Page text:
kent Ashton

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Our avionics tech tells me that audio wire shields are generally shielded at one end, the radio end. . . . I can't figure out exactly why
Ground loops, my friend. If two grounds for the same device have slightly different potential, a small current will flow that will affect the small current from the sensor. In my Cozy, I had a fuel pressure sender that was grounded at the gauge and at the sender. It caused me no end of problems with false and spurious readings. Readings would change at different flight conditions and altitudes. I might taxi-out with a good FP reading and it would go to zero during climb; or it might be low on the ground and good in the air. I finally grounded all shields and negatives on the engine block and my problems went away.
 

antero

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I finally grounded all shields and negatives on the engine block and my problems went away.
When you say this, do you mean you grounded all shields on both ends or one end?

Yes, I have heard the reason that grounding both ends of the same shield is more prone to ground loops many many times, which is why i was so surprised to see the wording in AC 43-13 suggesting the opposite, and was surprised to see Garmin recommending it be done in their installation manual.
 

Himat

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A long time ago I worked as a service engineer on maritime navigation systems. As part of my job I had to learn about EMI and EMC. As far as I remember, there is a difference in “earthing” of the screen and “terminating” the screen. If the purpose is to encapsulate the electronics within a Faraday cage, you want to terminate the screen to the enclosures at both ends. The outside of the screen might only be connected to the structure at one point. Same with the power supply to the electronics, this should only be connected to the structure in one single point. Actually the ground loop problem on a ship can prove “interesting”. Pull a cable between two points a hundred meters apart and there might be a potential difference by tens of volts. This with a steel hulled ship.

I guess there are several books about EMI and EMC out there. At the time I found that “EMC for Product Designers, Second Edition by Tim Williams”, did give a good introduction to the subject. As the book in a ten year span evolved to the fourth edition it might be a reasonable source of information.
 

Joe Fisher

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The Hiperbipe has steel tube frame with the battery and master solenoid behind the seats. I put two heavy ground straps from the steel frame to the crank case. I wanted to make sure that the throttle cable didn't glow red hot during start. I used Westteck electric instruments. When I tested the engine getting ready for flight the instrument readings went crazy. Oil pressure, Fuel pressure,oil temp were unusable. What fixed it was to run a separate ground from each sender directly to the instrument case. The airframe ground was not good enough.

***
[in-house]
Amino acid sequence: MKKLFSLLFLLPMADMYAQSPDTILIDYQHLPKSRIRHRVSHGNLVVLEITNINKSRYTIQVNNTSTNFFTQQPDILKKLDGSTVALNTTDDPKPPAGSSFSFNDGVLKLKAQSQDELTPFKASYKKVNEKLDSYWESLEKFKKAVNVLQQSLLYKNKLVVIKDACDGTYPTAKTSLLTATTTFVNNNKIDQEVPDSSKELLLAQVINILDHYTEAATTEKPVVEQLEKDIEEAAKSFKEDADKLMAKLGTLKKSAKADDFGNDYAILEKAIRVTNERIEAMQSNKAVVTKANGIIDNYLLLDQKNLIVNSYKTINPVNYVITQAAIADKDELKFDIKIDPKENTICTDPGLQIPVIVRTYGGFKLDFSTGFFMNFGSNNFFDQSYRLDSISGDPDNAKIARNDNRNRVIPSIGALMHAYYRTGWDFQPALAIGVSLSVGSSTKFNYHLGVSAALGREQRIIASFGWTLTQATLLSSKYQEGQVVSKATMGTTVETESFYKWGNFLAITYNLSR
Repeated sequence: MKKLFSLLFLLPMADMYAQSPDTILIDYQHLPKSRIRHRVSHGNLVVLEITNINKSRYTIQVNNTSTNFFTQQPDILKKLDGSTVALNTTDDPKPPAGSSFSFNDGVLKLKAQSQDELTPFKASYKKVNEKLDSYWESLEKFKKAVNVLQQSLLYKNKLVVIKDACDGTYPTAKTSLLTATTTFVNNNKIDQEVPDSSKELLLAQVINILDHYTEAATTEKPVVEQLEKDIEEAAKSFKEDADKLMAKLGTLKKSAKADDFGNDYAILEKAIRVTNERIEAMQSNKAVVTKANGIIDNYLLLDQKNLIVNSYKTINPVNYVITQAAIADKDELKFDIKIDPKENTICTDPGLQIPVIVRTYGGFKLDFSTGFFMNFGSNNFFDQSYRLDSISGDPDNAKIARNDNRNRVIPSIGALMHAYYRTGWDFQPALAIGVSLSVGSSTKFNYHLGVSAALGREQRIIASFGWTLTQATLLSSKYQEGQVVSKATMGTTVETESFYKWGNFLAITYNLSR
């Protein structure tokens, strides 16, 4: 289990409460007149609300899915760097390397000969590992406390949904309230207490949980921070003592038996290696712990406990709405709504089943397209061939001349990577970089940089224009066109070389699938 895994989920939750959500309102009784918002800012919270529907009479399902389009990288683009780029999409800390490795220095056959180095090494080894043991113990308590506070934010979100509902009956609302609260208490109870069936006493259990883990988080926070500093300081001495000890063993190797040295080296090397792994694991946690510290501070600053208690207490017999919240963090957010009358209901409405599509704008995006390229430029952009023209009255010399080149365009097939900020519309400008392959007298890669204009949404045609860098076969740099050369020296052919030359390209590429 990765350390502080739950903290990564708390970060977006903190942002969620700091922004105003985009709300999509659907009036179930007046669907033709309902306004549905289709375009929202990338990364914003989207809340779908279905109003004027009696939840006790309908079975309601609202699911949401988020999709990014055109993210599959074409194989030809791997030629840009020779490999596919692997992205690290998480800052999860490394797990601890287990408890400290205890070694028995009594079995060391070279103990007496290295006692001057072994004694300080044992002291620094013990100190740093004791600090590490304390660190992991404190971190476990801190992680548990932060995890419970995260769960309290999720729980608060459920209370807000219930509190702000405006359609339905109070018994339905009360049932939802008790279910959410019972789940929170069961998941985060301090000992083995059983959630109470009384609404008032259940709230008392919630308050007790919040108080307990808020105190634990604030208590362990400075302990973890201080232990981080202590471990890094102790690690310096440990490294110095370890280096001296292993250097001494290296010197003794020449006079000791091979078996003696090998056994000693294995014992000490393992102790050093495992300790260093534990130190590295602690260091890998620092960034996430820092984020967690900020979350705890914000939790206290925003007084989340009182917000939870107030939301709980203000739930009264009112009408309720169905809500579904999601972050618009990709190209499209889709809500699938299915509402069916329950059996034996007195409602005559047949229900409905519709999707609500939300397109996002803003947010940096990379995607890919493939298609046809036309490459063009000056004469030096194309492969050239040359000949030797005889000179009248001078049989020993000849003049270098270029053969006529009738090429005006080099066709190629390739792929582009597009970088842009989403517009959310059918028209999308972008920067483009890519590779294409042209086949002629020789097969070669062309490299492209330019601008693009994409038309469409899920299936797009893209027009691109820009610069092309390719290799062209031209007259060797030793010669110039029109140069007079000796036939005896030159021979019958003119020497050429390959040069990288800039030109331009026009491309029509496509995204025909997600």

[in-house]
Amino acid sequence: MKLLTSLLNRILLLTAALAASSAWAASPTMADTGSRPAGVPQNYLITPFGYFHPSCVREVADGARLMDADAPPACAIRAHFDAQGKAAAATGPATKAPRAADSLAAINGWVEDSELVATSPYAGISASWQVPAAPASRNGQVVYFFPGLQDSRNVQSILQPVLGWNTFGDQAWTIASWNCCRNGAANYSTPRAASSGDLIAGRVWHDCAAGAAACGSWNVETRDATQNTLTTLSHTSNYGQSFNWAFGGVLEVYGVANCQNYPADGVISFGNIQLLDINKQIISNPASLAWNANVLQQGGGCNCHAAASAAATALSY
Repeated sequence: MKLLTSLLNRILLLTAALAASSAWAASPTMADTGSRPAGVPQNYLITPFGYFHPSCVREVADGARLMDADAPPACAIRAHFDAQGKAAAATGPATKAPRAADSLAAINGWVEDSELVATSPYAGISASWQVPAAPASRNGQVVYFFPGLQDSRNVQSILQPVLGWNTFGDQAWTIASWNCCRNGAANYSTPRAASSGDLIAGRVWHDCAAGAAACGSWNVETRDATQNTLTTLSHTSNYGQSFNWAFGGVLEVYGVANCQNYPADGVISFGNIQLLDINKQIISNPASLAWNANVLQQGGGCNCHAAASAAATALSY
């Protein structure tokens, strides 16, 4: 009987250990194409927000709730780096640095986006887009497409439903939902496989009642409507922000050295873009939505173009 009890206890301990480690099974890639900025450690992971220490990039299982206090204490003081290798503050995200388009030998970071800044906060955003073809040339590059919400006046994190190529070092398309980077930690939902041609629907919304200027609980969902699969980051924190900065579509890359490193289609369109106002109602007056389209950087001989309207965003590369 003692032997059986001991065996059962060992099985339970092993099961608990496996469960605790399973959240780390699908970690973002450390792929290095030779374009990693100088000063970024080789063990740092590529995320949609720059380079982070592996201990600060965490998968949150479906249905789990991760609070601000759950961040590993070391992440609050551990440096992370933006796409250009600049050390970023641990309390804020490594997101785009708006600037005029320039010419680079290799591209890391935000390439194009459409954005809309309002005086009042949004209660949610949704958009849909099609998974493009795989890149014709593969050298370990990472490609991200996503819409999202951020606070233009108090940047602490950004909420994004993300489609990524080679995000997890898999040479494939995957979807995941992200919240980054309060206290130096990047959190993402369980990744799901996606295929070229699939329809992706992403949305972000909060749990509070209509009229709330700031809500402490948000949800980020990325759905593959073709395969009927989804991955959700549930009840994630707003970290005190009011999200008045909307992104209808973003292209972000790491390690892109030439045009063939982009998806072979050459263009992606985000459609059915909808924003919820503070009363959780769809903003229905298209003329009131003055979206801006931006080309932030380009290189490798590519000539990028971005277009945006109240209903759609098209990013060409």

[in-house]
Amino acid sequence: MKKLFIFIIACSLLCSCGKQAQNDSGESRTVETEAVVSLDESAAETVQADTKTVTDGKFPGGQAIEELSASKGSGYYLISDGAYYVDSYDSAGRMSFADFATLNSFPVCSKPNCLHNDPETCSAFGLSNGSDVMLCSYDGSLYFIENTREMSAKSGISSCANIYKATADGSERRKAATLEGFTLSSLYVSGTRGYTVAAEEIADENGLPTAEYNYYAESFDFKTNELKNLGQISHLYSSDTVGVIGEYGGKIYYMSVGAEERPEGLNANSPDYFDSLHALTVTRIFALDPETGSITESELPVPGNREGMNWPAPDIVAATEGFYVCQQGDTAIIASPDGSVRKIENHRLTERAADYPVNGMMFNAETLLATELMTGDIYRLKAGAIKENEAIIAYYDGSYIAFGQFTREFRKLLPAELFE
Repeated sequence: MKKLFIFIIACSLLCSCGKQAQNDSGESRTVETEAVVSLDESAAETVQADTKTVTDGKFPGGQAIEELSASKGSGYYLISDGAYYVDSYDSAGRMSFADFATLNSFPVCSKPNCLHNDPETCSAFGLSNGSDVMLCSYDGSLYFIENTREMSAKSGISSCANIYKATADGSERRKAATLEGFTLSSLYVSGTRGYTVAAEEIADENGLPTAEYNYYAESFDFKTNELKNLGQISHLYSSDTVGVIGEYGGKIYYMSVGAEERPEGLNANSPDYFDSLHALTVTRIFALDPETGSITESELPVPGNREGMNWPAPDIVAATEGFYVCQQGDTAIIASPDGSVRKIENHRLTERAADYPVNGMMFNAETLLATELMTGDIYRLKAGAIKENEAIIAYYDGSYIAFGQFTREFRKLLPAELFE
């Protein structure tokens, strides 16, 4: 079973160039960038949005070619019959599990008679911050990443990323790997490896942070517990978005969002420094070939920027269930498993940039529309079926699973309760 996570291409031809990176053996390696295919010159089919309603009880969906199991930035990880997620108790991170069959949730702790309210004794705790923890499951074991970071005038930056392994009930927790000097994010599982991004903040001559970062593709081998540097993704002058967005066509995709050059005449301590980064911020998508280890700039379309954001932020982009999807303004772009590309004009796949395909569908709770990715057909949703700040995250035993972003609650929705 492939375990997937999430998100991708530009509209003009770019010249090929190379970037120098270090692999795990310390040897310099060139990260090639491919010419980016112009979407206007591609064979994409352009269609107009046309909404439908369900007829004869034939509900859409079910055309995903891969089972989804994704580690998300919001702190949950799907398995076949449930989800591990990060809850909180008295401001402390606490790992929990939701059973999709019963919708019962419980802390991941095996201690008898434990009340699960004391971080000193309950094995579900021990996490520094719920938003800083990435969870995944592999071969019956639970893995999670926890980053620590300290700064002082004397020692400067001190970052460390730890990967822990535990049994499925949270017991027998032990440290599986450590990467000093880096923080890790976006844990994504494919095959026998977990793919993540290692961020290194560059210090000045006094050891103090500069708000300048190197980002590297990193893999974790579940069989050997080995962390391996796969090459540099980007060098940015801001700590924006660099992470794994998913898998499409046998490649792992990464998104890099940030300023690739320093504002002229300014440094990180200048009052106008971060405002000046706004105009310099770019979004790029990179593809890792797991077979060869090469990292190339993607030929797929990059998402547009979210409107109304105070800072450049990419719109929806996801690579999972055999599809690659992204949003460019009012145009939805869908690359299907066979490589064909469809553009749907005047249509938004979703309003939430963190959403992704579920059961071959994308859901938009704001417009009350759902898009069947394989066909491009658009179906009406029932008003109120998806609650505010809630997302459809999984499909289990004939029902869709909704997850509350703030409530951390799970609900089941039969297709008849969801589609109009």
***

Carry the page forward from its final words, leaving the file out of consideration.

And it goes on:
Dan Thomas

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The Hiperbipe has steel tube frame with the battery and master solenoid behind the seats. I put two heavy ground straps from the steel frame to the crank case. I wanted to make sure that the throttle cable didn't glow red hot during start. I used Westteck electric instruments. When I tested the engine getting ready for flight the instrument readings went crazy. Oil pressure, Fuel pressure,oil temp were unusable. What fixed it was to run a separate ground from each sender directly to the instrument case. The airframe ground was not good enough.
That was a common problem with Cessna's electric oil temp gauges. As the ground cable connections between the engine case and airframe got old and dirty and a little corroded, the oil temp indication would spike. A separate wire between the crankcase, near the sender, and the instrument, solved the problem.

Dan
 

Dan Thomas

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Ground loops, my friend. If two grounds for the same device have slightly different potential, a small current will flow that will affect the small current from the sensor. In my Cozy, I had a fuel pressure sender that was grounded at the gauge and at the sender. It caused me no end of problems with false and spurious readings. Readings would change at different flight conditions and altitudes. I might taxi-out with a good FP reading and it would go to zero during climb; or it might be low on the ground and good in the air. I finally grounded all shields and negatives on the engine block and my problems went away.
I know about ground loops and the hassles they cause. They're often a factor in alternator or strobe noise, as the current flow through the airframe finds itself hampered by rotten ground connections or oxidized joints in the metal, and looks for other routes offering less resistance. It sometimes finds those via antenna or audio cable shields or instrument senders.